Turkish, Afghan, Syrian women's collective heads to Paris to share their success
by Daily Sabah
ISTANBULNov 01, 2019 - 4:29 pm GMT+3
by Daily Sabah
Nov 01, 2019 4:29 pm
SADA, a business cooperative established by a group of Turkish, Afghan and Syrian women, has been invited to the Paris Peace Forum to share their story of success as one of the forum's top-100 initiatives in the category of economic inclusion
The Paris Peace Forum, due to launch in the French capital on November 12, will provide the setting for a series of success stories from a number of women from various backgrounds in Turkey. The forum invited SADA, a business cooperative set up by 50 Syrian, Turkish and Afghan women in the southeastern Turkish province of Gaziantep in March 2019. The group is active in three sectors – namely, shoes and leather bag production, catering and home textiles. Within only three months of its inception, SADA was picked up by the Paris Peace Forum, an international event on global governance and multilateralism, and selected as one of its 100 most successful initiatives in the field of economic inclusion. “We are enthusiastic, happy and eager to produce more! Now we are able to turn our skills into income. We are the women of SADA! We are Turkish, Syrian and Afghan, but most importantly we are together, and stronger than ever!” says Ümmühan Gül Ceylan, a Turkish member of the cooperative, whose name was inspired by the Arabic word for “echo." All members of the collective are fully engaged in manufacturing their wares and reaching out to ever-greater amounts of customers. “We always try to add dashes of Turkish, Syrian and Afghan motifs (to our desings). We reflect the harmony of our cooperative in our items,” says Hadice Tekin, one of the founding members of the group. “We are delighted at having been chosen as one of the most successful 100 initiatives. This is the result of women’s power and solidarity,” says Zukaa Najjar.
Dalal Shubak fled war-torn Syria with her five children, taking refuge in neighboring Turkey. “When I first came here, I was full of fear and uncertainty. A new country, new culture, new people... Here, I received great support and enrolled in vocational training. I started a new life for myself and my children. I got to develop my skills and now I can produce and earn money.” she said. Dalal and many other women have benefitted from the SADA Women’s Empowerment and Solidarity Center. Financed by the European Union and the Government of Japan, the Center is a safe space that provides an enabling environment for women that are refugees or from the host community. Supported by the gender-responsive approach forwarded by U.N. Women, the SADA Center offers protection and livelihood support, nurturing social cohesion between communities. U.N. Women’s partners, including the Gaziantep Metropolitan Municipality, the Association for Solidarity with Asylum Seekers and Migrants and the International Labor Organization (ILO), have played a key role in helping SADA to function decisively as a unique source of empowerment for women. Over 5,200 women have benefited from SADA’s services – with 3,000 of these having completed some form of vocational training. 50% of these women represented are highly vulnerable, at-risk individuals. In March 2019, the women at the SADA Center established the SADA Women’s Cooperative. “We have been developing our craft and making great strides in order to produce quality goods. It is now time to boost our efforts and start earning. This was once a dream for all of us and now it is becoming a reality,” says Safiye Mustafa, who enjoys not only the manufacturing side of the group's activities, but also how the cooperative functions in general: “The cooperative is run equally between us all. We make decisions together and create our marketing and sales strategy collectively.” The SADA Women’s Cooperative is made up of an executive board, an auditing commission and a marketing team, who are selected by vote. It has a business model fully shaped by women. As Mustafa states, everyone has a say, even on the products.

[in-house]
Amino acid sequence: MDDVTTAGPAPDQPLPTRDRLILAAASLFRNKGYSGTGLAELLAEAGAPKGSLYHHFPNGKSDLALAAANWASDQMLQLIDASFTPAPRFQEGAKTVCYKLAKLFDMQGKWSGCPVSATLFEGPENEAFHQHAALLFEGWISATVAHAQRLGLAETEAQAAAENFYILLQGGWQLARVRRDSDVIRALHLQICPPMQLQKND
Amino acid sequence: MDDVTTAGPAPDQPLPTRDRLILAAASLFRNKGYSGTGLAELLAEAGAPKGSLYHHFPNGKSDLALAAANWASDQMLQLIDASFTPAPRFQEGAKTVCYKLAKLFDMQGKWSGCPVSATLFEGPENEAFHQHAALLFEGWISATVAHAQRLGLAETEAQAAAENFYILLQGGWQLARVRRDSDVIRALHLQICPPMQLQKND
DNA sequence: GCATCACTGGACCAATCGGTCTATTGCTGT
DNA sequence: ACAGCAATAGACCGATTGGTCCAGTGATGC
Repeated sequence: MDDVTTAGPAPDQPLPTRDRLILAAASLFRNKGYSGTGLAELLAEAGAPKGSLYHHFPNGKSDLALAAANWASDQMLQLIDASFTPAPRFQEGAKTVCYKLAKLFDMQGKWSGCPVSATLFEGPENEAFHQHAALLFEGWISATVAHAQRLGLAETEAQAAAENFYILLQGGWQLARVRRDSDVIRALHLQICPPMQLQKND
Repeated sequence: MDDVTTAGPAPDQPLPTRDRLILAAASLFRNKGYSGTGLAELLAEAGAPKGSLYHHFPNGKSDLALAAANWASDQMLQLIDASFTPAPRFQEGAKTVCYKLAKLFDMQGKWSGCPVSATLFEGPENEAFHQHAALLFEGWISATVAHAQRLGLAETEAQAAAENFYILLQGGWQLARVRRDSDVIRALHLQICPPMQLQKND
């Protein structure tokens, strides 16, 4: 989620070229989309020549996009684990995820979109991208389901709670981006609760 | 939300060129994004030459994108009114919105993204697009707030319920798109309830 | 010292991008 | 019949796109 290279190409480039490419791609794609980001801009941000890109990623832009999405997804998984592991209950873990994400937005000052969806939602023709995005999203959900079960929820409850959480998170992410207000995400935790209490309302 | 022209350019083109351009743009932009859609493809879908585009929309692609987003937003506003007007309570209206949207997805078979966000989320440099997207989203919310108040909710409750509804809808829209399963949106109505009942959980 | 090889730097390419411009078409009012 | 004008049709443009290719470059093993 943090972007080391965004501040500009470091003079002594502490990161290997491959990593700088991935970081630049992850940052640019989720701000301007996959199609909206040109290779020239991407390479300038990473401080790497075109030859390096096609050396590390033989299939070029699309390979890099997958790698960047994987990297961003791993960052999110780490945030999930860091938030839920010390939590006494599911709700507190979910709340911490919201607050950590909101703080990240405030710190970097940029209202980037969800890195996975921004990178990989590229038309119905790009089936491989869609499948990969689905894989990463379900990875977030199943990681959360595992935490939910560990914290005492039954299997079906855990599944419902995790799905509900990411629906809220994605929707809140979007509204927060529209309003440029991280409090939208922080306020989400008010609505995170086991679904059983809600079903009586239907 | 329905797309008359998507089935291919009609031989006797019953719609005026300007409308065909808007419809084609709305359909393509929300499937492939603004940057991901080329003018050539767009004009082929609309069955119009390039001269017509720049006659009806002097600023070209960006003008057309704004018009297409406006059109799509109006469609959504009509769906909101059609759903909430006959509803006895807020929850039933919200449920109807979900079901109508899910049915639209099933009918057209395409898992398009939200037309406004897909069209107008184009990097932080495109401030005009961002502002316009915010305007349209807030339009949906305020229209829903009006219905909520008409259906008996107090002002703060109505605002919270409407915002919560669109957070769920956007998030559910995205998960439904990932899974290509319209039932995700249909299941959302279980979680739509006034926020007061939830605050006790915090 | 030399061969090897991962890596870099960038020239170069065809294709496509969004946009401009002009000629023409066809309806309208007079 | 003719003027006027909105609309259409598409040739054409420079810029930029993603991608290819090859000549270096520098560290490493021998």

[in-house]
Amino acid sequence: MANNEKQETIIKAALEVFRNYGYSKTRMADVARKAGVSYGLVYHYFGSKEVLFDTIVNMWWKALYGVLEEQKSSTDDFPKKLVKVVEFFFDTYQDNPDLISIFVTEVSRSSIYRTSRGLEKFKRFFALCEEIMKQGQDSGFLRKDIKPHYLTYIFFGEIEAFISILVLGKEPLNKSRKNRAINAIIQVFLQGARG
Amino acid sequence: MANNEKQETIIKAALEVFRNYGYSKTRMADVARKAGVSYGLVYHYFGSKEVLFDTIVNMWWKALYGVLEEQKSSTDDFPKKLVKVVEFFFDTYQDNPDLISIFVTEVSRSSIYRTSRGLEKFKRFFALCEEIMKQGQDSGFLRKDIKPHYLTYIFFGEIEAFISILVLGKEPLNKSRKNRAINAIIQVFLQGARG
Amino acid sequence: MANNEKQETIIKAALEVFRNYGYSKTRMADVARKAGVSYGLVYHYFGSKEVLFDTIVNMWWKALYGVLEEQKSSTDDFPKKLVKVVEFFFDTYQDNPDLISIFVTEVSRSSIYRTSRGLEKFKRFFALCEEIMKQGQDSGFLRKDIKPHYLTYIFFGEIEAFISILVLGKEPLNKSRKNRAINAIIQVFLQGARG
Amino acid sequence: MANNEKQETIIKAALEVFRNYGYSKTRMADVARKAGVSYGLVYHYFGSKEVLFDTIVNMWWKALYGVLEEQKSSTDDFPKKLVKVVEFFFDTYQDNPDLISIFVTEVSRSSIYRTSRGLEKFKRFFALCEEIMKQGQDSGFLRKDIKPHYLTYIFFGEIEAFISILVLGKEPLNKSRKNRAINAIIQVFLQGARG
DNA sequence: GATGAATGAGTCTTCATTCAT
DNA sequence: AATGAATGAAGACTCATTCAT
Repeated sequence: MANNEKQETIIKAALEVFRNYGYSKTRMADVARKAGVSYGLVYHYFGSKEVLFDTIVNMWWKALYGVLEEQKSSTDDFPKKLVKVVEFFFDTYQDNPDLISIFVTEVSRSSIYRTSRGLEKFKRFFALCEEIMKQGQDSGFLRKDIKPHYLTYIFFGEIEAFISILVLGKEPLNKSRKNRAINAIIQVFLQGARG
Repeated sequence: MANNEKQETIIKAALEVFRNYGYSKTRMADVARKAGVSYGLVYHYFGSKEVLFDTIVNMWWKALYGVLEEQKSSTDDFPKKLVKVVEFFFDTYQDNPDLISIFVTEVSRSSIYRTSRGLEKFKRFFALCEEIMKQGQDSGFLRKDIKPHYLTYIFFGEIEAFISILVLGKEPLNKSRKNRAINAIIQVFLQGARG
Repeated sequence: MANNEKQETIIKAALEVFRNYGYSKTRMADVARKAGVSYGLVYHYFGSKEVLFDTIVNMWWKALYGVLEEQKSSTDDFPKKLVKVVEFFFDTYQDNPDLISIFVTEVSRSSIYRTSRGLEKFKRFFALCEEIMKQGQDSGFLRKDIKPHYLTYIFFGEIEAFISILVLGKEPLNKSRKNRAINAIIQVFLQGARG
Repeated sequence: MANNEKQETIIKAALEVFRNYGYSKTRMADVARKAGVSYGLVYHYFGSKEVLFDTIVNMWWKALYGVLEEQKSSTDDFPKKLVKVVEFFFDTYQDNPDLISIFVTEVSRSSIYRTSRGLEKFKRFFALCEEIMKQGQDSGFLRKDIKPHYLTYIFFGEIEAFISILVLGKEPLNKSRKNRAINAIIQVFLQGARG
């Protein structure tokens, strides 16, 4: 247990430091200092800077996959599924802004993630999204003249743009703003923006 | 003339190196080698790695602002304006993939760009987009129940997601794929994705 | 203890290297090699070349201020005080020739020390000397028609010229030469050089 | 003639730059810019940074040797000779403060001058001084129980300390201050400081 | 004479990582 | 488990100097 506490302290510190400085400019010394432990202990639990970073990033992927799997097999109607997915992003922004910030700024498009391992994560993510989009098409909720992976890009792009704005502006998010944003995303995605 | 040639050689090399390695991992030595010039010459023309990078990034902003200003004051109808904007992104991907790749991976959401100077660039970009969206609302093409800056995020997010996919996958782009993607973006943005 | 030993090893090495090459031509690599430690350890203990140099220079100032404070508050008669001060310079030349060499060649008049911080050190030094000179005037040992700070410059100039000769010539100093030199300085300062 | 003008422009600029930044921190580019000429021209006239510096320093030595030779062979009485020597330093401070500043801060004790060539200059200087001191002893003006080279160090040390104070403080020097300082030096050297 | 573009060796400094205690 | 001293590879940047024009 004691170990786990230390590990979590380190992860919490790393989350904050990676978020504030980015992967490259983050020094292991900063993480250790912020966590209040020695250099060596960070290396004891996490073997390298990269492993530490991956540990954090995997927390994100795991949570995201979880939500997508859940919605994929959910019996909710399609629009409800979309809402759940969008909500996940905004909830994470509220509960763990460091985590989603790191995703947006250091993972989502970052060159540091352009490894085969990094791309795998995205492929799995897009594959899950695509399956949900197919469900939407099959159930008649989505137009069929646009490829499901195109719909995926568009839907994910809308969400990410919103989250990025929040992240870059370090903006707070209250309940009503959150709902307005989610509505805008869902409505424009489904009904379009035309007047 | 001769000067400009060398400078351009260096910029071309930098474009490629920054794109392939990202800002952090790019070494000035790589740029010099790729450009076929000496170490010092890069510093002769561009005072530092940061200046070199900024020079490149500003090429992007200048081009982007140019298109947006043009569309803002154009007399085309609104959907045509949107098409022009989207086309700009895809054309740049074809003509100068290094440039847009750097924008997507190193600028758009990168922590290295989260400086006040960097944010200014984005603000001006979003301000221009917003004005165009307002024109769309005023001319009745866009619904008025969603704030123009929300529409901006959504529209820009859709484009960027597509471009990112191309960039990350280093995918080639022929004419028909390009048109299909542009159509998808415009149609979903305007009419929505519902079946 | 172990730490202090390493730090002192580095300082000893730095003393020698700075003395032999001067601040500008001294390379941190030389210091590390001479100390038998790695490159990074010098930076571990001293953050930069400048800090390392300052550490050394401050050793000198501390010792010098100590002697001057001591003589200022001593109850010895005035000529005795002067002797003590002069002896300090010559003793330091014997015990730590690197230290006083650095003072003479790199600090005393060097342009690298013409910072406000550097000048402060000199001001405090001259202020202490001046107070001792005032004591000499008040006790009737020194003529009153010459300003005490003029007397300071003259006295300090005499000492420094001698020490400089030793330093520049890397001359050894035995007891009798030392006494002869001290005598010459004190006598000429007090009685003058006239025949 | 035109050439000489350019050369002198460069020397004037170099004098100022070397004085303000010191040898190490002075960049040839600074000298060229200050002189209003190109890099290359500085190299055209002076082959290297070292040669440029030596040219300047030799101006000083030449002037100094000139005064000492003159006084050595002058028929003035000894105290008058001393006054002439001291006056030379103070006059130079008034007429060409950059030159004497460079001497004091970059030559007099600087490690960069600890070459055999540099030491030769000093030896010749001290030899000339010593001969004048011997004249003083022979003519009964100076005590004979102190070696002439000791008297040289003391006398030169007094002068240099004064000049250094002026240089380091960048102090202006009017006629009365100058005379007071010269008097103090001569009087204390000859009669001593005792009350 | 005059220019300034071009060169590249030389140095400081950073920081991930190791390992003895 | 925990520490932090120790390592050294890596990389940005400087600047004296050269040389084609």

The cooperative is now ready for the Paris Peace Forum. Two women have been selected to represent the cooperative in Paris. Like all the women who are part of SADA, Nadriye Özmez is a proud member. She explains how much she has changed thanks to SADA and how this initiative realizes her dreams: “Before coming to the SADA Center, I was always at home and never went out. Here, I am producing and contributing to something beautiful. I've also made Syrian and Afghan friends. Before coming here, I had a lot of prejudice against them. Now, that's all gone. The closer you are, the better it is for all.” Similar to Özmez, many women have shared their thoughts on how SADA and the cooperative have helped bring Turkish and refugee women closer together. They interact with one another and exchange much cultural knowledge. “Before coming here, I never spoke to Syrians, even if they lived in my neighborhood. Here, I learned that we can live together and learn a lot from one another. I show them our traditions and they show me theirs,” says Meltem Akkaya, adding that they have had a lot of fun over the course of these exchanges. “Now, we will present what we are doing at the Paris Peace Forum. We want to make an impact at the forum and we all are very excited. We have built many links in Gaziantep and we are trying to help our products reach as many customers as possible. We have attended various festivals and events, setting up stalls to show off our products, but now we are targetting the Turkish market, nationwide and beyond. Our aim is to reach international markets,” says Hadice Tekin, who works hard to publicize the group's success. “Women are able to forge success and stand on their own two feet. They have to give it a shot! They have to leave their homes, cast away their preconceptions and try new things. This cooperative has enabled us to draw a future plan and the future is bright as we, the women of SADA, stand collectively strong,” she adds. Turkey hosts at least 4.9 million refugees. Syrians make up the majority, while the country also receives a steady stream of migration from Afghanistan.